New DelhiFortis Escorts Heart Institute (FEHI) recently conducted a successful bypass on the youngest Indian ever with a ten year old boy undergoing surgery for Homozygous Familial Hypercholesterolemia (HoFH).  The surgical team of doctors was led by Dr Ramji Mehrotra, Director – Cardio-Thoracic Vascular Surgery at FEHI and he conducted the Coronary Artery Bypass Grafting (CABG) using total arterial grafts.

 The patient, a resident of Mathura, was born with a rare genetic disorder called Homozygous Familial Hypercholesterolemia (HoFH). He was presented to Dr Peeyush Jain, Director, Non-Invasive Cardiology and Head-Preventive Cardiology, Fortis-Escorts Heart Institute with chest pain and breathlessness over three days. Investigations revealed that he already had suffered a massive myocardial infarction (heart attack) and he was in a condition of heart failure. The patient was immediately shifted to ICU for further investigations and treatment under Dr Viney Jetley, Associate Director, Invasive Cardiology, FEHI. An angiography conducted showed severe coronary artery blockages compromising blood flow to heart muscle necessitating a surgical intervention of urgent Coronary Artery Bypass Grafting (CABG). His heart was functioning at 50% capacity. The CABG was performed by Dr Ramji Mehrotra, Director – Cardio-Thoracic Vascular Surgery, FEHI.

Dr Ramji Mehrotra said, “The bypass operation at this age itself is a challenge as it mandates joining small caliber vessels to his heart arteries which are also very minute. The second challenge was imposed by very poor function of his heart (EF 22%). For adults with poor heart function there are support machines available to support the heart while conducting the surgery but these are not available for such young patients. The third consideration was to select the grafts, which will last for long period of time. The arterial grafting was therefore planned with these challenges. The surgery was smooth and uneventful and the boy was discharged within one week”.

Dr Ashok Seth, Chairman-Fortis Escorts Heart Institute, said, “The cause of the young boy developing life threatening blockages was Familial Hypercholesterolemia. Familial hypercholesterolemia is a rare genetic disorder that is passed down through families. It is a condition where the LDL or the bad cholesterol level remains very high in the circulation. The liver is unable to remove the bad cholesterol from the blood leading to artery blockage starting.

At an early age resulting in heart attack. Homozygous Familial Hypercholesterolemia occurs one in a million in general population and it is a highly unusual case where a child had to undergo bypass surgery at a tender age of barely 10 yrs. There is no effective treatment other than surgery in this medical condition because it is genetic. This also sends an alarm that early lipid screening is highly desirable for children and adolescents.’’ “All children should be screened for cholesterol abnormalities at least once between ages 9 and 11 years and children >2 years age should have a fasting lipid profile if a family member (<55 y males, <65 y females) had documented cardiovascular disease or if a parent had total cholesterol level >240 mg/dL,” he added, highlighting further that “screening is not yet widely practiced, but the need for routine screening in children and adolescents is being recognized increasingly.  There is also an urgent need to provide facilities for management of lipid abnormalities in children to prevent premature heart attacks. Fortis Escorts Heart Institute is looking in the direction of providing pediatric cholesterol screening facility”.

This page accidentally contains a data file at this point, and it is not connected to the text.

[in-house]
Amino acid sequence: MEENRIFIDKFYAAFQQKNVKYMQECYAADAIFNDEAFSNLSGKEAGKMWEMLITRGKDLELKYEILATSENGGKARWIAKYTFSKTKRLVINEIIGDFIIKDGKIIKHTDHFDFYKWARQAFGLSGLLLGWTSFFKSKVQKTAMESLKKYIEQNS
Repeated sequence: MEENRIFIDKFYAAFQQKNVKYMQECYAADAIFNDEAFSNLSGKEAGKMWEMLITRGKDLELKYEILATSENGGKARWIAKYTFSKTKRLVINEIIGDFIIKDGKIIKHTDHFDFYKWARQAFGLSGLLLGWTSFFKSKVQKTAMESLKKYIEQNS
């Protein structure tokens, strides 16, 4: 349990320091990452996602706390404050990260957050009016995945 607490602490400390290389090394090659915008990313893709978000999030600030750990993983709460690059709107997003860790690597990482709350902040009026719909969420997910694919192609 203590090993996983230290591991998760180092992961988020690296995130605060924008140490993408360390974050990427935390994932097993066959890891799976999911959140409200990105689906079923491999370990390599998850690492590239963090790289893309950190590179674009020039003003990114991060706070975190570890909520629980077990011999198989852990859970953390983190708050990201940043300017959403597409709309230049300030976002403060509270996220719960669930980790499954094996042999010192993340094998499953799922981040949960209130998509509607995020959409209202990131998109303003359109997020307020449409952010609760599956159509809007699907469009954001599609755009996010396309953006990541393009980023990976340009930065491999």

The father of the patient thanked the doctors and said, ‘’When I was told about my son’s medical condition and saw him suffering, I lost all hope that he will ever be normal again. After the surgery when I saw him smiling for the first time I did not have adequate words to thank Fortis Escorts Heart Institute and the team of doctors who worked tirelessly to grant him a new life. Now his future is looking bright.’’

Dr. Peeyush Jain further commented that a Cholesterol Screening and Management Clinic for children and adolescents shall soon be launched at Fortis-Escorts Heart Institute, a first of its kind in the Indian subcontinent. Dilating upon this, he mentioned that while in past, the main reason for cholesterol testing during childhood was to identify and treat children with genetically inherited high levels of cholesterol, the focus is rapidly expanding to screening of overweight or obese children and adolescents for cardiovascular risk factors.  This is important because both genetic and acquired risk factors are associated with accelerated atherosclerosis, leading to premature heart attacks. While this boy is an extreme case, there are no doubt millions of other children who in the absence of screening in childhood stand the risk of heart attacks when they are in their 30s and 40s.

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